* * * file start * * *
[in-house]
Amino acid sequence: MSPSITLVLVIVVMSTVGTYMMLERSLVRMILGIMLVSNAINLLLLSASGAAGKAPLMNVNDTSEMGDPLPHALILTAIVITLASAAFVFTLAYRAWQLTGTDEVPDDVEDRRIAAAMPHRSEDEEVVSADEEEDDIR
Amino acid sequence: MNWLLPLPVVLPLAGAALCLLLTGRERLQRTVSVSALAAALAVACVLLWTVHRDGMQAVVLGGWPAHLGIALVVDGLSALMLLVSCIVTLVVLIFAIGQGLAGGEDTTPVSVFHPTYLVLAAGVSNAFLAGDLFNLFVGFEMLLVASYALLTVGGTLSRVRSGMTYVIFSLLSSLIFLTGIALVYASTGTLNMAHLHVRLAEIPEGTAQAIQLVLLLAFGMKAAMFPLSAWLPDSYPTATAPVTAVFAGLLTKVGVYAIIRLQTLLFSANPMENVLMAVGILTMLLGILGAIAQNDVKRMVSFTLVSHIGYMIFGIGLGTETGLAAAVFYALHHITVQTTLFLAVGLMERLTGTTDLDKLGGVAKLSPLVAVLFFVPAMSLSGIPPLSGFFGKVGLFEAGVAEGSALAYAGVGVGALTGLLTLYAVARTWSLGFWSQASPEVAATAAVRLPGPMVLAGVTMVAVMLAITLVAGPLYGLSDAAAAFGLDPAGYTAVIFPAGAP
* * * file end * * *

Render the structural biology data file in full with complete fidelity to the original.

[in-house]
Amino acid sequence: MSPSITLVLVIVVMSTVGTYMMLERSLVRMILGIMLVSNAINLLLLSASGAAGKAPLMNVNDTSEMGDPLPHALILTAIVITLASAAFVFTLAYRAWQLTGTDEVPDDVEDRRIAAAMPHRSEDEEVVSADEEEDDIR
Amino acid sequence: MNWLLPLPVVLPLAGAALCLLLTGRERLQRTVSVSALAAALAVACVLLWTVHRDGMQAVVLGGWPAHLGIALVVDGLSALMLLVSCIVTLVVLIFAIGQGLAGGEDTTPVSVFHPTYLVLAAGVSNAFLAGDLFNLFVGFEMLLVASYALLTVGGTLSRVRSGMTYVIFSLLSSLIFLTGIALVYASTGTLNMAHLHVRLAEIPEGTAQAIQLVLLLAFGMKAAMFPLSAWLPDSYPTATAPVTAVFAGLLTKVGVYAIIRLQTLLFSANPMENVLMAVGILTMLLGILGAIAQNDVKRMVSFTLVSHIGYMIFGIGLGTETGLAAAVFYALHHITVQTTLFLAVGLMERLTGTTDLDKLGGVAKLSPLVAVLFFVPAMSLSGIPPLSGFFGKVGLFEAGVAEGSALAYAGVGVGALTGLLTLYAVARTWSLGFWSQASPEVAATAAVRLPGPMVLAGVTMVAVMLAITLVAGPLYGLSDAAAAFGLDPAGYTAVIFPAGAP